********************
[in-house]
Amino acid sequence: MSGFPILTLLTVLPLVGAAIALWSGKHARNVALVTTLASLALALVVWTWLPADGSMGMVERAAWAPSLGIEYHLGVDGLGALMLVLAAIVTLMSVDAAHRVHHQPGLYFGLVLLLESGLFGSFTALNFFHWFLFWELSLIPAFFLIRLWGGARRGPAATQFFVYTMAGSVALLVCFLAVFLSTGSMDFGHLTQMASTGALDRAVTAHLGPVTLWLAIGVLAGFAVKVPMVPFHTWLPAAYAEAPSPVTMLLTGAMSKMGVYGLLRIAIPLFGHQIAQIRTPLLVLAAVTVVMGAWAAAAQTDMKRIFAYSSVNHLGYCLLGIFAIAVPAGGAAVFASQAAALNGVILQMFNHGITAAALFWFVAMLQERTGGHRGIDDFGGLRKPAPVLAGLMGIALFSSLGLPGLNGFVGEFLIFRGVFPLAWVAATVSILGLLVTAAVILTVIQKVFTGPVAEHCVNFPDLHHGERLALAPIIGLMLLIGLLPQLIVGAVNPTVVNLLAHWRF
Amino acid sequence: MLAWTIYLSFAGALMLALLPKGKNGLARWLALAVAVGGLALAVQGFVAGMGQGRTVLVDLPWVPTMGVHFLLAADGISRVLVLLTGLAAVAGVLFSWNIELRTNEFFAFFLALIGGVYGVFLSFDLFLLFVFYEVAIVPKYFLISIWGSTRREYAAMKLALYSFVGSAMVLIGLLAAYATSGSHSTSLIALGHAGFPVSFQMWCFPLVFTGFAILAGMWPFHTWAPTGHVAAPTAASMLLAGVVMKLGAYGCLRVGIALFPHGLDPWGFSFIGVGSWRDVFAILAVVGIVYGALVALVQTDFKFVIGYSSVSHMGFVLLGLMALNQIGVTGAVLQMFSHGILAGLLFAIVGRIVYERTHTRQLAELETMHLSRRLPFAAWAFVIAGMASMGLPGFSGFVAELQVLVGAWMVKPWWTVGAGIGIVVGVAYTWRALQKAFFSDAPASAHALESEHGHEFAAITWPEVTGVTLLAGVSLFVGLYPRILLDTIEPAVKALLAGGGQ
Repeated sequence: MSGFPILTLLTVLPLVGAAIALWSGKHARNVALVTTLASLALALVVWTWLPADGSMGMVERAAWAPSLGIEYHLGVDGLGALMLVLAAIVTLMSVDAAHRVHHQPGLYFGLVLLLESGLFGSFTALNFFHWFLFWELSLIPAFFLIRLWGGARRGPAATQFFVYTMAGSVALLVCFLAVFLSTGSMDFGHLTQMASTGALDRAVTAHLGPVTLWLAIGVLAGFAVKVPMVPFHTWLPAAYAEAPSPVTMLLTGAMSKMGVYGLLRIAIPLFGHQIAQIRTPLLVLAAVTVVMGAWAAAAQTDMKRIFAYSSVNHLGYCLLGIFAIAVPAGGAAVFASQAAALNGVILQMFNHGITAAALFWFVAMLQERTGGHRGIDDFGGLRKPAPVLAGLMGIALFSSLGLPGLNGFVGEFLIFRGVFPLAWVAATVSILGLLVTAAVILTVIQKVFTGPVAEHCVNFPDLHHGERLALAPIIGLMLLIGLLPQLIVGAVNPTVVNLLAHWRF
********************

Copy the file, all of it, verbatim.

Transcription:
[in-house]
Amino acid sequence: MSGFPILTLLTVLPLVGAAIALWSGKHARNVALVTTLASLALALVVWTWLPADGSMGMVERAAWAPSLGIEYHLGVDGLGALMLVLAAIVTLMSVDAAHRVHHQPGLYFGLVLLLESGLFGSFTALNFFHWFLFWELSLIPAFFLIRLWGGARRGPAATQFFVYTMAGSVALLVCFLAVFLSTGSMDFGHLTQMASTGALDRAVTAHLGPVTLWLAIGVLAGFAVKVPMVPFHTWLPAAYAEAPSPVTMLLTGAMSKMGVYGLLRIAIPLFGHQIAQIRTPLLVLAAVTVVMGAWAAAAQTDMKRIFAYSSVNHLGYCLLGIFAIAVPAGGAAVFASQAAALNGVILQMFNHGITAAALFWFVAMLQERTGGHRGIDDFGGLRKPAPVLAGLMGIALFSSLGLPGLNGFVGEFLIFRGVFPLAWVAATVSILGLLVTAAVILTVIQKVFTGPVAEHCVNFPDLHHGERLALAPIIGLMLLIGLLPQLIVGAVNPTVVNLLAHWRF
Amino acid sequence: MLAWTIYLSFAGALMLALLPKGKNGLARWLALAVAVGGLALAVQGFVAGMGQGRTVLVDLPWVPTMGVHFLLAADGISRVLVLLTGLAAVAGVLFSWNIELRTNEFFAFFLALIGGVYGVFLSFDLFLLFVFYEVAIVPKYFLISIWGSTRREYAAMKLALYSFVGSAMVLIGLLAAYATSGSHSTSLIALGHAGFPVSFQMWCFPLVFTGFAILAGMWPFHTWAPTGHVAAPTAASMLLAGVVMKLGAYGCLRVGIALFPHGLDPWGFSFIGVGSWRDVFAILAVVGIVYGALVALVQTDFKFVIGYSSVSHMGFVLLGLMALNQIGVTGAVLQMFSHGILAGLLFAIVGRIVYERTHTRQLAELETMHLSRRLPFAAWAFVIAGMASMGLPGFSGFVAELQVLVGAWMVKPWWTVGAGIGIVVGVAYTWRALQKAFFSDAPASAHALESEHGHEFAAITWPEVTGVTLLAGVSLFVGLYPRILLDTIEPAVKALLAGGGQ
Repeated sequence: MSGFPILTLLTVLPLVGAAIALWSGKHARNVALVTTLASLALALVVWTWLPADGSMGMVERAAWAPSLGIEYHLGVDGLGALMLVLAAIVTLMSVDAAHRVHHQPGLYFGLVLLLESGLFGSFTALNFFHWFLFWELSLIPAFFLIRLWGGARRGPAATQFFVYTMAGSVALLVCFLAVFLSTGSMDFGHLTQMASTGALDRAVTAHLGPVTLWLAIGVLAGFAVKVPMVPFHTWLPAAYAEAPSPVTMLLTGAMSKMGVYGLLRIAIPLFGHQIAQIRTPLLVLAAVTVVMGAWAAAAQTDMKRIFAYSSVNHLGYCLLGIFAIAVPAGGAAVFASQAAALNGVILQMFNHGITAAALFWFVAMLQERTGGHRGIDDFGGLRKPAPVLAGLMGIALFSSLGLPGLNGFVGEFLIFRGVFPLAWVAATVSILGLLVTAAVILTVIQKVFTGPVAEHCVNFPDLHHGERLALAPIIGLMLLIGLLPQLIVGAVNPTVVNLLAHWRF